What is Cheese Mold?

Mold is a type of fungus that grows on various foods, including cheese. While mold on most foods signals spoilage, certain types of mold are essential for making some cheese varieties.

What is Cheese Mold

When you think of mold, you probably picture the fuzzy green or white growth that appears on old bread, fruit or leftovers. This kind of mold is a sign of spoilage and means the food should be discarded.

However, for some types of cheese, mold is an intentional ingredient that helps create unique flavors, aromas, and textures.

What is Cheese Mold?

Cheese is made by curdling milk with enzymes to separate the curds from the liquid whey. The curds are then pressed, salted, and aged.

Mold refers to certain fungi that are intentionally introduced during cheese production to promote characteristic textures, appearances, and flavors.

The most common cheese molds are species of Penicillium, including:

  • Penicillium roqueforti - Used in blue cheeses
  • Penicillium candidum - Creates the white rind on Brie and Camembert
  • Penicillium camemberti - Also used in soft-ripened cheeses like Camembert

As these molds grow, they produce enzymes that break down proteins and fats in the cheese into smaller molecules. This helps develop the unique taste and aroma of mold-ripened varieties.

The key difference between intentional cheese molds versus unintentional molds is that the former are added deliberately under controlled conditions. Undesirable molds show up due to improper food handling and storage.

Which Cheeses Are Made with Mold?

There are two main types of mold-ripened cheese: internally ripened and externally ripened.

Internally ripened cheeses have spores mixed directly into the cheese curds before pressing. As they mature, these spores germinate to create mold growth inside the cheese.

Blue cheeses are the prime example, including Roquefort, Gorgonzola, Stilton, and Danish Blue. They’re inoculated with Penicillium roqueforti, which grows to form the characteristic blue-green veining throughout the interior.

During aging, long stainless steel needles are used to pierce blocks of the cheese in various places. This allows air to penetrate and feed the mold growth.

On externally ripened cheeses, mold spores are only on the rind or outer layer. These fungi break down proteins and fats close to the cheese's surface, resulting in gooey textures and richer flavors in the underlying paste.

Classic examples are the white-crusted soft cheeses like Brie and Camembert. These are inoculated with mold powders containing Penicillium camemberti and Penicillium candidum.

As the fungi consume lactose and proteins near the rind, the cheese interior becomes creamier and takes on earthy, mushroom notes. The mold growth on these cheeses is managed by washing or brushing to prevent overgrowth.

There are also semi-soft washed rind cheeses ripened by “smear cultures” from older cheeses. And naturally moldy hard cheeses like Lincolnshire Poacher maintain their firm texture thanks to low-moisture content.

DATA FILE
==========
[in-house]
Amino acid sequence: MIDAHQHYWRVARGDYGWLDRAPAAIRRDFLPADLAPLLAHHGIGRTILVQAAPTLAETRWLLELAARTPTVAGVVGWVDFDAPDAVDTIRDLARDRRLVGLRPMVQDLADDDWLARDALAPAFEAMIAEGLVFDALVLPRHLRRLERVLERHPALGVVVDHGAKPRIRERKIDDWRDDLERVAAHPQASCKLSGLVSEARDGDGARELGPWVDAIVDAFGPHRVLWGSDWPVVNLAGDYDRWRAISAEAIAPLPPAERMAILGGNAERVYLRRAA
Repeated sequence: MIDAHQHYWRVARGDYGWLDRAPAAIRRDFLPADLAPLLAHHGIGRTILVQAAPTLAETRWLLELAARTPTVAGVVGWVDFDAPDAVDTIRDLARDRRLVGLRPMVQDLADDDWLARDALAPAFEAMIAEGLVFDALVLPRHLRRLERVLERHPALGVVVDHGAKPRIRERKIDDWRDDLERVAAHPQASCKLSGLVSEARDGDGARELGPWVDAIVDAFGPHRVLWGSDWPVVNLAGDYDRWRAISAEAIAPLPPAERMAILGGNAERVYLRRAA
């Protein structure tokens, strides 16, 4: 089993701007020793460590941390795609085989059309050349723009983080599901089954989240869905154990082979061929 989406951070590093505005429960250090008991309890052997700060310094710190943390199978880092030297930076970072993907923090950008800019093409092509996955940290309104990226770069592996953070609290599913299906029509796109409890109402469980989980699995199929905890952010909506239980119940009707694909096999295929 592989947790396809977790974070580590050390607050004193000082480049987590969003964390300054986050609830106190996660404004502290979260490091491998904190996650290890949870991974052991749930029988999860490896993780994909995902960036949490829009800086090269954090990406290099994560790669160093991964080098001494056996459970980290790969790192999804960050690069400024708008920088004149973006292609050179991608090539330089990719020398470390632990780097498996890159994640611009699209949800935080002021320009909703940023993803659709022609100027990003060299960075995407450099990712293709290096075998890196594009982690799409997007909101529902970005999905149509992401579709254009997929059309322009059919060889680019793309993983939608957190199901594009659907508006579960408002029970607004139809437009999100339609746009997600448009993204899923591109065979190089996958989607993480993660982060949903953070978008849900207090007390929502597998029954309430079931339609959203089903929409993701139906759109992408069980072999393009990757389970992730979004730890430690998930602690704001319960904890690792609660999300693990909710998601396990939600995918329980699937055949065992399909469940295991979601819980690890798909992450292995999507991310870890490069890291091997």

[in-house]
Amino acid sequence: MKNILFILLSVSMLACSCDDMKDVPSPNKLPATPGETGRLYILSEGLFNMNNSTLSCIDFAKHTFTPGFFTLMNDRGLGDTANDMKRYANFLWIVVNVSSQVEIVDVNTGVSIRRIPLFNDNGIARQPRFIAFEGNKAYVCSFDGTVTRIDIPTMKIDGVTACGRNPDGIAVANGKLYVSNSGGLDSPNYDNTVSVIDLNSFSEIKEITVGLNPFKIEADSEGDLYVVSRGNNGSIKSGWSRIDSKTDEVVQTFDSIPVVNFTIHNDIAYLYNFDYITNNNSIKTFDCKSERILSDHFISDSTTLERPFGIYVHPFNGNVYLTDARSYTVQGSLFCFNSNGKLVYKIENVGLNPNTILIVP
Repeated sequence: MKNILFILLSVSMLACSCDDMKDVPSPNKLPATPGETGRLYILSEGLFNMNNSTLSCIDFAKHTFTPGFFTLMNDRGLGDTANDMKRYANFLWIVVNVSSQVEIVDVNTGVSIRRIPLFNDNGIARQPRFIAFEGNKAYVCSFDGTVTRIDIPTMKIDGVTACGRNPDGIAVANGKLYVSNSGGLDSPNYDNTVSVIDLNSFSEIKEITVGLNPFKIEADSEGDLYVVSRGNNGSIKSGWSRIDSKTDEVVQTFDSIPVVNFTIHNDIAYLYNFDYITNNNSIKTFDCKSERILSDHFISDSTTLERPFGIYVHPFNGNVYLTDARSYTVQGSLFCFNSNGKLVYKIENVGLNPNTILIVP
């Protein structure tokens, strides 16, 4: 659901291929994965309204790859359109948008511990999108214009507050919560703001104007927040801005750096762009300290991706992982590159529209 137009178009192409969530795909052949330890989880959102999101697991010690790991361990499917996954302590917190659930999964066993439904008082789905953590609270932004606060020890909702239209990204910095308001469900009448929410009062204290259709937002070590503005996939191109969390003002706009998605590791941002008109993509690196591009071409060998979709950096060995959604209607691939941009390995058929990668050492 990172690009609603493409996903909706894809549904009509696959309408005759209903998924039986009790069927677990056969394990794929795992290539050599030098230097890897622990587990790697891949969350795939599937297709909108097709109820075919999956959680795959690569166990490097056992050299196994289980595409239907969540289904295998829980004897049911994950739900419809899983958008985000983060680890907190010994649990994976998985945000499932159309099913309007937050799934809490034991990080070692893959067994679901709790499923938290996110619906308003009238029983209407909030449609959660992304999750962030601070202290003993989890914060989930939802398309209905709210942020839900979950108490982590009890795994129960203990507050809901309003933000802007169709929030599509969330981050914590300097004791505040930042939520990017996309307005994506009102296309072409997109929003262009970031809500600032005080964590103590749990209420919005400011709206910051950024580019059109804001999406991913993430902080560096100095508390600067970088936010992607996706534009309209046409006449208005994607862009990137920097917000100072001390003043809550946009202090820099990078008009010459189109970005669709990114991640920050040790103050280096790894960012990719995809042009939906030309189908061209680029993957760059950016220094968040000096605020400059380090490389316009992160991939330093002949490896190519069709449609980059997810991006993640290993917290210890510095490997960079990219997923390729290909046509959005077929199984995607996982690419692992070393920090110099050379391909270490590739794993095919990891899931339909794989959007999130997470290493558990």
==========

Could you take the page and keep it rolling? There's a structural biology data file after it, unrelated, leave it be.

Here is a quick overview of common mold-ripened cheese categories:

Cheese TypeCommon Molds UsedExamples
Blue cheesePenicillium roquefortiGorgonzola, Stilton
Soft-ripenedPenicillium candidumPenicillium camembertiBrie, Camembert
Washed rindSmear culturesTaleggio, Époisses
Natural rindMixture of ambient moldsLincolnshire Poacher

Intentional cheese molds produce enzymes that break down fats and proteins. This helps create the distinct aromas, flavors and textures in mold-ripened varieties.

Is Moldy Cheese Safe to Eat?

Now that you know why molds are used in some types of cheese production, you may be wondering if all moldy cheese is safe.

Mold on external surfaces of properly made blue cheese and bloomy rinds is edible. These fungi are carefully regulated during aging to achieve ideal ripeness.

However, if unfamiliar colors, fuzziness or spots appear in these cheeses, it warrants caution - especially for individuals with weakened immune function or mold allergies. Never eat cheese with black, pink or bright neon mold as toxins may be present.

For solid cheeses like cheddar, Swiss or gouda, white and blue-green molds are fairly common. If these growths are limited to the outer layer, simply trim off at least 1 inch around and below the mold. The dense, low-moisture interior prevents deep penetration in harder styles.

The big exception here is soft mouldable cheeses including cottage cheese, cream cheese, fresh goat cheese, ricotta and shredded mozzarella. These have higher moisture content and looser textures that allow molds to rapidly spread. Any sign of mold in soft or crumbled cheese means you should discard the entire batch.

Likewise, cheeses made from unpasteurized (raw) milk also tend to have high moisture. Take extra care inspecting these for even small mold spots.

Hard cheeses can be salvaged by cutting out moldy parts, but soft varieties should go straight in the trash!

Key Takeaway: Soft moldable cheeses with any mold present should be fully discarded. Hard cheeses can have moldy sections removed.

Below are some other good guidelines for identifying bad moldy cheese: